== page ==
Glastonbury may have passed but Festival Season is still well and truly underway which is good news for music lovers but can be bad news for our ears unless we take steps to protect them.
Most cases of deafness are caused by damage to the tiny hair cells in the inner ear. This damage can be caused by too much noise, and it’s permanent. Noise-related hearing loss is usually irreversible these days it’s recreational loud noise that’s the main problem, especially from MP3 players, and noisy clubs and music gigs. That’s thought to be why hearing loss is increasingly affecting younger people.
These dangers are just as serious at an open-air music festival as they are in an indoor nightclub. Action on Hearing Loss recommends wearing reusable earplugs for music, standing away from the speakers and taking regular breaks from the loudest areas.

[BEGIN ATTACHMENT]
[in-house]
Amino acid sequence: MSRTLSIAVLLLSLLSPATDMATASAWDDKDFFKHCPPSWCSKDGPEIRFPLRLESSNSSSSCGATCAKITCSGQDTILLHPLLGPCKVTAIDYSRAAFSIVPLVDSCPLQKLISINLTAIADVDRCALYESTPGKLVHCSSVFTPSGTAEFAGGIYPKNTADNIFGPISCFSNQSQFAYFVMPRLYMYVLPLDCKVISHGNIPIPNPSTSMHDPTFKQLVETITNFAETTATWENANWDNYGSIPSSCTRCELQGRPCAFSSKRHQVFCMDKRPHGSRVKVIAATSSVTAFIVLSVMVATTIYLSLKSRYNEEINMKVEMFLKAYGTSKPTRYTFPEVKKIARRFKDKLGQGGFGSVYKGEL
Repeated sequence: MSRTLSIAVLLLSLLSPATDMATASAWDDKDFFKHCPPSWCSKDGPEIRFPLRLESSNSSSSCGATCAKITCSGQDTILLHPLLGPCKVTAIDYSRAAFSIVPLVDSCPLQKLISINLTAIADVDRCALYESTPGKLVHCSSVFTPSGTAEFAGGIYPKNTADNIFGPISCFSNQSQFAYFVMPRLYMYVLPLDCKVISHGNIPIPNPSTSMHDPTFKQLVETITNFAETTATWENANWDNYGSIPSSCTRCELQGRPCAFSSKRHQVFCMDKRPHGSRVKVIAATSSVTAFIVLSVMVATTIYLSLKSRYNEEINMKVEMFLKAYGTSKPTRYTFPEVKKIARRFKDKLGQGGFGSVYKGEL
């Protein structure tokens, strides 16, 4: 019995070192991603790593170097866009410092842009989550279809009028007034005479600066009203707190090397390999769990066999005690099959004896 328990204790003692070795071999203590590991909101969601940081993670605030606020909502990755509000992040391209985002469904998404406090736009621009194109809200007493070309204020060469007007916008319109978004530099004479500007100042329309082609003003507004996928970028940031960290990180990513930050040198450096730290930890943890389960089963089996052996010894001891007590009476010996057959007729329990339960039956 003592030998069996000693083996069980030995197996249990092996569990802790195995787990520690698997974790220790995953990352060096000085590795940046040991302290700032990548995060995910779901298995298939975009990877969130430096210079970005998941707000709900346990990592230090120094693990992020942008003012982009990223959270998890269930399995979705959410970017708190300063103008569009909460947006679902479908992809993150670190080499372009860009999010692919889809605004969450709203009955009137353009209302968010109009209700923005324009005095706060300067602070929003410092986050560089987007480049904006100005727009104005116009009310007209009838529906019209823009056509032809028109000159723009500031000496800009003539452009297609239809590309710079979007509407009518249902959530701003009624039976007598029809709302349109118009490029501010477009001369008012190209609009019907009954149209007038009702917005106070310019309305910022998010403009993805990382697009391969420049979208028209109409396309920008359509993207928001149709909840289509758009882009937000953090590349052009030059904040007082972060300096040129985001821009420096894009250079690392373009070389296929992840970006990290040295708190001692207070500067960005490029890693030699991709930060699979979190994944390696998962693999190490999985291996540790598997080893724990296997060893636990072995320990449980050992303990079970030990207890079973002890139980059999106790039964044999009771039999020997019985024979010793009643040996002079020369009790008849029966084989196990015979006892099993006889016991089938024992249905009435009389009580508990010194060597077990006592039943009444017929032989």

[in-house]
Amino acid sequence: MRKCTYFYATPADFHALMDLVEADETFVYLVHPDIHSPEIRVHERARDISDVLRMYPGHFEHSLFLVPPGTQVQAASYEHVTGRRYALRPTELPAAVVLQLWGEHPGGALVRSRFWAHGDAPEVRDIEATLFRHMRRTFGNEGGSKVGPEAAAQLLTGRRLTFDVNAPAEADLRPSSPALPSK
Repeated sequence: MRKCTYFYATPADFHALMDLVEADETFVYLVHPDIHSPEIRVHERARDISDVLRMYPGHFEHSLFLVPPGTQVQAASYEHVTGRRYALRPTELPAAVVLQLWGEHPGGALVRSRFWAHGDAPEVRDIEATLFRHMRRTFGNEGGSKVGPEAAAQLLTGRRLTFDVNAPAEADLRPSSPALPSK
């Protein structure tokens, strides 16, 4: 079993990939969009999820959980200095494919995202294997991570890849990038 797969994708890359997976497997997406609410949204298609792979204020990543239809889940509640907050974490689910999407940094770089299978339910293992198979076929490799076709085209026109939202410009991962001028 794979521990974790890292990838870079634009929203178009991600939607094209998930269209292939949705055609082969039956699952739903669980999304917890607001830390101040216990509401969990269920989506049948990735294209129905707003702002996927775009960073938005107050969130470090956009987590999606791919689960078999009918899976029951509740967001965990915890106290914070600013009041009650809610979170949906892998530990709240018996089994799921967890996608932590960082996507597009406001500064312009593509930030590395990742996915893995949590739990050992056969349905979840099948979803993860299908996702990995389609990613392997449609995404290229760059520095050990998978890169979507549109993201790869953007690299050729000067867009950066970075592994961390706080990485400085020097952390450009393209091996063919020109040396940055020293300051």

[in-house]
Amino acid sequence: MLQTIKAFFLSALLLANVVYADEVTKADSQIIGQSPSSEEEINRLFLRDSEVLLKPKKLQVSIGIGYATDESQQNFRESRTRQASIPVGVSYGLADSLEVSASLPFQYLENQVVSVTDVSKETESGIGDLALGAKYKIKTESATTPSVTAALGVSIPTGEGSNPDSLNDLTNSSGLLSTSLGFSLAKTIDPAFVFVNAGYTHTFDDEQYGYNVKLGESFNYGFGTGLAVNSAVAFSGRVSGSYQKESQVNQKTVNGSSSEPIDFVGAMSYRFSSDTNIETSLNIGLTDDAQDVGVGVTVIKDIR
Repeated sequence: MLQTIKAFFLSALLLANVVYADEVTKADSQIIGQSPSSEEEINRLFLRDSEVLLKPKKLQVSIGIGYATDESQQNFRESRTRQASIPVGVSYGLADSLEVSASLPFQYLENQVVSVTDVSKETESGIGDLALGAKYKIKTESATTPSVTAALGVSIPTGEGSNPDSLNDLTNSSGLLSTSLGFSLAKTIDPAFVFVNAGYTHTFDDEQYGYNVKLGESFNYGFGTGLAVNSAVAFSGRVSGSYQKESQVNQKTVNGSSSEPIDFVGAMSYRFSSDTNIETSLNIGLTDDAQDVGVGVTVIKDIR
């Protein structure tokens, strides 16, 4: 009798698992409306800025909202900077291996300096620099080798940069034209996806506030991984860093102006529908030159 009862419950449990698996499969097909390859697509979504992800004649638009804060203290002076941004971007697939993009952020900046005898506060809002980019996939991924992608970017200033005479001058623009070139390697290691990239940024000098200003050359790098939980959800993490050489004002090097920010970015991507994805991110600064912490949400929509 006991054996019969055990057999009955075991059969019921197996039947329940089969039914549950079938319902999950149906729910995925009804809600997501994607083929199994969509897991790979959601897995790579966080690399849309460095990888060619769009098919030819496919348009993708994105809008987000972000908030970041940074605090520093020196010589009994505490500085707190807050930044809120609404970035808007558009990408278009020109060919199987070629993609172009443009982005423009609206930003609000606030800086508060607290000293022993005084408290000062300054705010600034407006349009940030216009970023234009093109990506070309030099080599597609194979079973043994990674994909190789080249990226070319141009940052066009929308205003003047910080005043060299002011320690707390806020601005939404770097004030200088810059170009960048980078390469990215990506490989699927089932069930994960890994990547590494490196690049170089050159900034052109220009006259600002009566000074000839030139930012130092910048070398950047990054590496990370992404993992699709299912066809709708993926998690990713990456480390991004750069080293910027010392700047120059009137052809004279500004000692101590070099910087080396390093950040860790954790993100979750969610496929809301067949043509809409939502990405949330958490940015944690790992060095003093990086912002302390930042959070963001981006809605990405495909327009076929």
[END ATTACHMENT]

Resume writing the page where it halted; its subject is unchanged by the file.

NHS Choices have produced a helpful guide to noise levels and noise exposure, with some tips to protect hearing.
Lead Audiologist at Hearing Wales, Ben Davies said:
“There’s nothing like listening to your favourite bands live and enjoying the festival spirit, but if you have ringing in your ears or dull hearing after listening to loud music, you have been listening at too high a volume for too long. However, you may still be damaging your hearing even if you don’t have these symptoms.
“Using earplugs a live music events can help prevent long term damage, particularly if you go to a lot of gigs. Staying away from the speakers at concerts and taking care not to use your MP3 player at high volume or for too long without a break can also help protect you from future hearing loss.”